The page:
UK-headquartered Vodafone, the world’s largest mobile
telecommunications group, is placing greater emphasis on mobile
phone based banking, payment and remittance services.

The group has published its latest policy report calling for a
new regulatory framework to encourage mobile phone-based financial
transactions in developing countries in an effort to transform
access to financial services.

In the UK, Vodafone has also just rolled out a basic m-banking
service for its 17.4 million subscribers, offering customers of
HSBC, First Direct, Alliance & Leicester and, from later this
summer, Royal Bank of Scotland, NatWest and Ulster Bank in Northern
Ireland, the ability to check their balance, request a
mini-statement and top up their ‘pay as you talk’ mobile

The developments come four months after the group announced it was
piloting an international m-payments service between the UK and
Kenya in conjunction with Citigroup. At the start of February,
Vodafone and Citi revealed they were testing a plan based on
Vodafone’s established M-Pesa m-payments programme in Kenya run by
its affiliate Safaricom, which allows Kenyans to send and receive
money via mobile phone text messages and collect the cash at
Safaricom outlets and other agencies.

The social impact

The Transformational Potential of M-Transactions report, Vodafone’s
third policy paper focusing on the social impact of mobile phones,
discusses changes that need to be made to existing banking
regulations to encourage mobile phone-based financial services in
underbanked emerging economies.

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The report, compiled on Vodafone’s behalf by leading economists
from development associations Frontier Economics, Groupe d’Economie
Mondiale and consultants to the World Bank, found that over the
past two years, pilot financial services programmes in Africa and
Asia have highlighted the potential for mobile phones to deliver
basic financial services in developing countries – services that
provide a real opportunity for poorer people to get on a formal
banking ladder.

Discussing the report, Alan Harper, director of Vodafone group
strategy, said: “In a country such as Kenya there are 400 bank
branches, 600 ATMs and 10 million mobile phones. There is clearly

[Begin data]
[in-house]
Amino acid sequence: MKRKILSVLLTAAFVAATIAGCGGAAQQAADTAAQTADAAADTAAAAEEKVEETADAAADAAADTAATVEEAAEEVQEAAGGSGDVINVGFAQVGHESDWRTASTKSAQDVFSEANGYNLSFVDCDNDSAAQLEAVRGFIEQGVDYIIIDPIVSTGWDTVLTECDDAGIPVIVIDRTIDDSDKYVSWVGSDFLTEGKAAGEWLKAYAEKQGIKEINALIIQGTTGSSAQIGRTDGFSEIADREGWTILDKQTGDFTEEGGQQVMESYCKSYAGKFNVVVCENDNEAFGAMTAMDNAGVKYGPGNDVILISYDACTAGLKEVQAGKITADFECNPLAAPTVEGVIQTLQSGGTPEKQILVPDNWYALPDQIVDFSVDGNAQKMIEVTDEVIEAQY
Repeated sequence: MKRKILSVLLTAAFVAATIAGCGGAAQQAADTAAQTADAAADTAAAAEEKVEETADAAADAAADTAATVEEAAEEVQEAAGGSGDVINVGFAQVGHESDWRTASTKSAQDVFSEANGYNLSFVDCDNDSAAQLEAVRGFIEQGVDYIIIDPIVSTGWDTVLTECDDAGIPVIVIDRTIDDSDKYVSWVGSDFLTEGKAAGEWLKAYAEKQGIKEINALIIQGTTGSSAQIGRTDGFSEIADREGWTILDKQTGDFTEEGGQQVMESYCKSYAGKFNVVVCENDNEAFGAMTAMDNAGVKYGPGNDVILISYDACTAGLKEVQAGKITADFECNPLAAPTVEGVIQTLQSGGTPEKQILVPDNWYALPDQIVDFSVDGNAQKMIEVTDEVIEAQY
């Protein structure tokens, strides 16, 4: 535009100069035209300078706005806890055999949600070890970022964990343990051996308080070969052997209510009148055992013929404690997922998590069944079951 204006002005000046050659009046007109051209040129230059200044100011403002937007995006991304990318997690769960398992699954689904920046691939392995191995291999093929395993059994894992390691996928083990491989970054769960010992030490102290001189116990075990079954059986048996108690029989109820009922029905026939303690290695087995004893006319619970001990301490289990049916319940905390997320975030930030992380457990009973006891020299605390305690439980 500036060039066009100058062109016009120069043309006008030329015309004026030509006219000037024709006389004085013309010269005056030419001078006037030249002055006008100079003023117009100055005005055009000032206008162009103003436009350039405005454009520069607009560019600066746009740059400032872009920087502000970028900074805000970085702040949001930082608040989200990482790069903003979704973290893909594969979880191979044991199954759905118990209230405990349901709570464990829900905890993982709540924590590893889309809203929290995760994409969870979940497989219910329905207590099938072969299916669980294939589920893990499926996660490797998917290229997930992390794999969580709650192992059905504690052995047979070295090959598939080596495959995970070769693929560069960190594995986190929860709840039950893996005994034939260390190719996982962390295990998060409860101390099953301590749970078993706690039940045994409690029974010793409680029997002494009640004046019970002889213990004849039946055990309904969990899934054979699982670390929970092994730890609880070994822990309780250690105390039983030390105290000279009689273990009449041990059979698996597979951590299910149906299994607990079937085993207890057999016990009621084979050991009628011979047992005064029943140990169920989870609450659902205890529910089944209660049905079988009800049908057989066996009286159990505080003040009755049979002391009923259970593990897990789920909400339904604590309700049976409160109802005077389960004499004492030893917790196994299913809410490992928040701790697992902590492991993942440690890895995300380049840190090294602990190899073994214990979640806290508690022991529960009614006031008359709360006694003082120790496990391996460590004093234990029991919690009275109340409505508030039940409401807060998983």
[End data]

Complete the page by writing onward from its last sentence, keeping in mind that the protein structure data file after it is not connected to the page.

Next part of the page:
the potential to bring access to finance for hundreds of thousands
of individuals for the very first time.”

But the report warns that existing banking regulation is
inappropriate for the growth of m-transaction schemes. It calls for
regulators to ensure that they do not restrict commercial
experimentation or limit schemes to sub-economical scale, and
suggests some key changes, including a review of deposit taking,
access to the clearing system for m-transaction operators,
adaptation of ‘know your customer’ and anti-money laundering rules,
and interoperability of m-transaction schemes.

Diane Coyle, author of the report, said: “A regulatory approach
that tries to force m-transactions into the existing structure of
retail banking regulation and financial supervision could impose
high fixed costs and significant compliance problems. Any new
framework needs to be risk-based, sensitive to practical issues
relating to underserved developing markets, and encourage
experimentation and innovation.”

In a separate report published on 9 July, US research group Juniper
said it was predicting that person-to-person fund transfers and
mobile payments in the developing world, together with the
commercialisation in 2009 of near field communications-based
m-payments, will generate transactions worth approximately $22
billion by 2010. The report cited Vodafone’s M-Pesa service in
Kenya as an example of best practice.

Internet On Your Mobile

In the UK, Vodafone has rolled out its new m-banking service free
of charge until the end of 2007. Part of the group’s Internet On
Your Mobile package of services, it is being run in conjunction
with the MoniLink network, itself developed over the past three
years by VocaLink, the UK’s ATM interchange network, and Monitise,
a mobile banking specialist.

Vodafone customers register their bank account for MoniLink mobile
banking directly from the Vodafone Internet On Your Mobile home
page. Once registered, customers can connect to their account using
a secure application stored on their mobile. On accessing MoniLink,
the customer is prompted to enter a unique passcode, registered
with their bank or building society, before secure access is
granted to their account.

Al Russell, head of Vodafone Internet On Your Mobile, said in a
statement: “With the launch of the Vodafone Internet On Your Mobile
we want to give customers access to all the services they see as
essential. Banking is one of the most important services that our
customers use.”